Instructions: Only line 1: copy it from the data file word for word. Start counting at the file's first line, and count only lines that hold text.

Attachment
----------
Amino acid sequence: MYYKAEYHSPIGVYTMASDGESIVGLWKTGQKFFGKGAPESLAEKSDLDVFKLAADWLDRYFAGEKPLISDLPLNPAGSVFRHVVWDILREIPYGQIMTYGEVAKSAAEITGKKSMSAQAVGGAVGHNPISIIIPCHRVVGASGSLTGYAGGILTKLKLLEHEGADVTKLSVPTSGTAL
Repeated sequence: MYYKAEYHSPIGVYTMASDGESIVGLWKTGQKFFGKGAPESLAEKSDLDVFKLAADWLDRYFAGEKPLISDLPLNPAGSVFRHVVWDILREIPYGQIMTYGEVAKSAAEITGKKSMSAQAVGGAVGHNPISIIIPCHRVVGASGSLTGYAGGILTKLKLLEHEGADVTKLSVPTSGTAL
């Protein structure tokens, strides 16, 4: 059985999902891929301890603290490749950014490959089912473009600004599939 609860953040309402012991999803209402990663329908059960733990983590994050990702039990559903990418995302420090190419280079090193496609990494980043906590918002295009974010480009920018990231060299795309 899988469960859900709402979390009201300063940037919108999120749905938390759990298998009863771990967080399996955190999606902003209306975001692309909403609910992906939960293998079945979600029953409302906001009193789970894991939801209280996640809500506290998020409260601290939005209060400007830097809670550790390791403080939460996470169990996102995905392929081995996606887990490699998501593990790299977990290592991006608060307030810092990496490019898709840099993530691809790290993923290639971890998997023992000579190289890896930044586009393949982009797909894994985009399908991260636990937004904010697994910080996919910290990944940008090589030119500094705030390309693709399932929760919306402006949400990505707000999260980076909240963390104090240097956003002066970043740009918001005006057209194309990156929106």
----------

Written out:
Amino acid sequence: MYYKAEYHSPIGVYTMASDGESIVGLWKTGQKFFGKGAPESLAEKSDLDVFKLAADWLDRYFAGEKPLISDLPLNPAGSVFRHVVWDILREIPYGQIMTYGEVAKSAAEITGKKSMSAQAVGGAVGHNPISIIIPCHRVVGASGSLTGYAGGILTKLKLLEHEGADVTKLSVPTSGTAL